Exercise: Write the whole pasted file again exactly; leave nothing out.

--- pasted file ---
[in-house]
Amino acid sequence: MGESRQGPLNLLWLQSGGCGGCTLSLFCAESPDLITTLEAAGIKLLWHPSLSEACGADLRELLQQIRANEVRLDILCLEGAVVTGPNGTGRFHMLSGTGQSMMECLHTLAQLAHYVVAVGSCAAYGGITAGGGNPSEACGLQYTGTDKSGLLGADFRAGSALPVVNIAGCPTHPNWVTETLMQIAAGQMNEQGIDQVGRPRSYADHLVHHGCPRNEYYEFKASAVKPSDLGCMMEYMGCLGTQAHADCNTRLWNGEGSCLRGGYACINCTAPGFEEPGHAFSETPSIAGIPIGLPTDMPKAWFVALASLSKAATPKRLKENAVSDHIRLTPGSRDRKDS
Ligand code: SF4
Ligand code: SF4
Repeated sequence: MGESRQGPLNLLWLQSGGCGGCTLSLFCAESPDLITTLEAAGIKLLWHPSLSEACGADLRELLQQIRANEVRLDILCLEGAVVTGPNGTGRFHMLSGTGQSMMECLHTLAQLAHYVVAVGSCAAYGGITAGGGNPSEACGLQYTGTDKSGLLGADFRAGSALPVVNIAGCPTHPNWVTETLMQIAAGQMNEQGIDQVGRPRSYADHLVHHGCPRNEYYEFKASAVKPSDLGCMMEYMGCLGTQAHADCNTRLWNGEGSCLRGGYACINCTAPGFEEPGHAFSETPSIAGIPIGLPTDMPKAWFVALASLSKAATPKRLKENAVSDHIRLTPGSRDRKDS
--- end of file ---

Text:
[in-house]
Amino acid sequence: MGESRQGPLNLLWLQSGGCGGCTLSLFCAESPDLITTLEAAGIKLLWHPSLSEACGADLRELLQQIRANEVRLDILCLEGAVVTGPNGTGRFHMLSGTGQSMMECLHTLAQLAHYVVAVGSCAAYGGITAGGGNPSEACGLQYTGTDKSGLLGADFRAGSALPVVNIAGCPTHPNWVTETLMQIAAGQMNEQGIDQVGRPRSYADHLVHHGCPRNEYYEFKASAVKPSDLGCMMEYMGCLGTQAHADCNTRLWNGEGSCLRGGYACINCTAPGFEEPGHAFSETPSIAGIPIGLPTDMPKAWFVALASLSKAATPKRLKENAVSDHIRLTPGSRDRKDS
Ligand code: SF4
Ligand code: SF4
Repeated sequence: MGESRQGPLNLLWLQSGGCGGCTLSLFCAESPDLITTLEAAGIKLLWHPSLSEACGADLRELLQQIRANEVRLDILCLEGAVVTGPNGTGRFHMLSGTGQSMMECLHTLAQLAHYVVAVGSCAAYGGITAGGGNPSEACGLQYTGTDKSGLLGADFRAGSALPVVNIAGCPTHPNWVTETLMQIAAGQMNEQGIDQVGRPRSYADHLVHHGCPRNEYYEFKASAVKPSDLGCMMEYMGCLGTQAHADCNTRLWNGEGSCLRGGYACINCTAPGFEEPGHAFSETPSIAGIPIGLPTDMPKAWFVALASLSKAATPKRLKENAVSDHIRLTPGSRDRKDS